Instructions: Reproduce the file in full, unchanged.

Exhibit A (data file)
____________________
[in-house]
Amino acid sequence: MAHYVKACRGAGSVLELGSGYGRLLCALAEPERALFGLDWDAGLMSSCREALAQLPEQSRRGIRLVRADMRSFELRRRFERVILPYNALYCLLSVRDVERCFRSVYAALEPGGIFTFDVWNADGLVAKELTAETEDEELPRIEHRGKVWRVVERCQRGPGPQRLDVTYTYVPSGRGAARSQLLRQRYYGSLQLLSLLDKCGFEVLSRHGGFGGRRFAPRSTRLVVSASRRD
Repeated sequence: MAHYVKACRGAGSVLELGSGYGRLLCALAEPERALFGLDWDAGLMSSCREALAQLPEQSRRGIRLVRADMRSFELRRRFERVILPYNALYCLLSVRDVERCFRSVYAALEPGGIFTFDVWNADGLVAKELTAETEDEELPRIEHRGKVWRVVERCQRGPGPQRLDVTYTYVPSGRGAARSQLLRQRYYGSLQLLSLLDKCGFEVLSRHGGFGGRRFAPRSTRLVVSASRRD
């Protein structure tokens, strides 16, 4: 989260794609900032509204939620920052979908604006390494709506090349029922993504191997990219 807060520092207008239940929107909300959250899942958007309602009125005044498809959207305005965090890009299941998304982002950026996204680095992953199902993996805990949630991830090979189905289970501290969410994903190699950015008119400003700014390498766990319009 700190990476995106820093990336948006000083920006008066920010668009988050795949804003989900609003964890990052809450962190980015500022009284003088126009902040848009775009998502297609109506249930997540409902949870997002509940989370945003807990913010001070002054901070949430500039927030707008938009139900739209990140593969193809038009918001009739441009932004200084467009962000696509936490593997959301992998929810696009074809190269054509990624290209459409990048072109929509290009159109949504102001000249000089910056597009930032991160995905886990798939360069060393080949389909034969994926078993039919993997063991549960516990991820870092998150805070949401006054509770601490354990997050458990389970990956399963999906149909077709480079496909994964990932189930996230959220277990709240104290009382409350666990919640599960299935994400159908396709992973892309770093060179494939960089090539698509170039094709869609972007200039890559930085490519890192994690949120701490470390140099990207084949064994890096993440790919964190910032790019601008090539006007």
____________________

[in-house]
Amino acid sequence: MAHYVKACRGAGSVLELGSGYGRLLCALAEPERALFGLDWDAGLMSSCREALAQLPEQSRRGIRLVRADMRSFELRRRFERVILPYNALYCLLSVRDVERCFRSVYAALEPGGIFTFDVWNADGLVAKELTAETEDEELPRIEHRGKVWRVVERCQRGPGPQRLDVTYTYVPSGRGAARSQLLRQRYYGSLQLLSLLDKCGFEVLSRHGGFGGRRFAPRSTRLVVSASRRD
Repeated sequence: MAHYVKACRGAGSVLELGSGYGRLLCALAEPERALFGLDWDAGLMSSCREALAQLPEQSRRGIRLVRADMRSFELRRRFERVILPYNALYCLLSVRDVERCFRSVYAALEPGGIFTFDVWNADGLVAKELTAETEDEELPRIEHRGKVWRVVERCQRGPGPQRLDVTYTYVPSGRGAARSQLLRQRYYGSLQLLSLLDKCGFEVLSRHGGFGGRRFAPRSTRLVVSASRRD
């Protein structure tokens, strides 16, 4: 989260794609900032509204939620920052979908604006390494709506090349029922993504191997990219 807060520092207008239940929107909300959250899942958007309602009125005044498809959207305005965090890009299941998304982002950026996204680095992953199902993996805990949630991830090979189905289970501290969410994903190699950015008119400003700014390498766990319009 700190990476995106820093990336948006000083920006008066920010668009988050795949804003989900609003964890990052809450962190980015500022009284003088126009902040848009775009998502297609109506249930997540409902949870997002509940989370945003807990913010001070002054901070949430500039927030707008938009139900739209990140593969193809038009918001009739441009932004200084467009962000696509936490593997959301992998929810696009074809190269054509990624290209459409990048072109929509290009159109949504102001000249000089910056597009930032991160995905886990798939360069060393080949389909034969994926078993039919993997063991549960516990991820870092998150805070949401006054509770601490354990997050458990389970990956399963999906149909077709480079496909994964990932189930996230959220277990709240104290009382409350666990919640599960299935994400159908396709992973892309770093060179494939960089090539698509170039094709869609972007200039890559930085490519890192994690949120701490470390140099990207084949064994890096993440790919964190910032790019601008090539006007």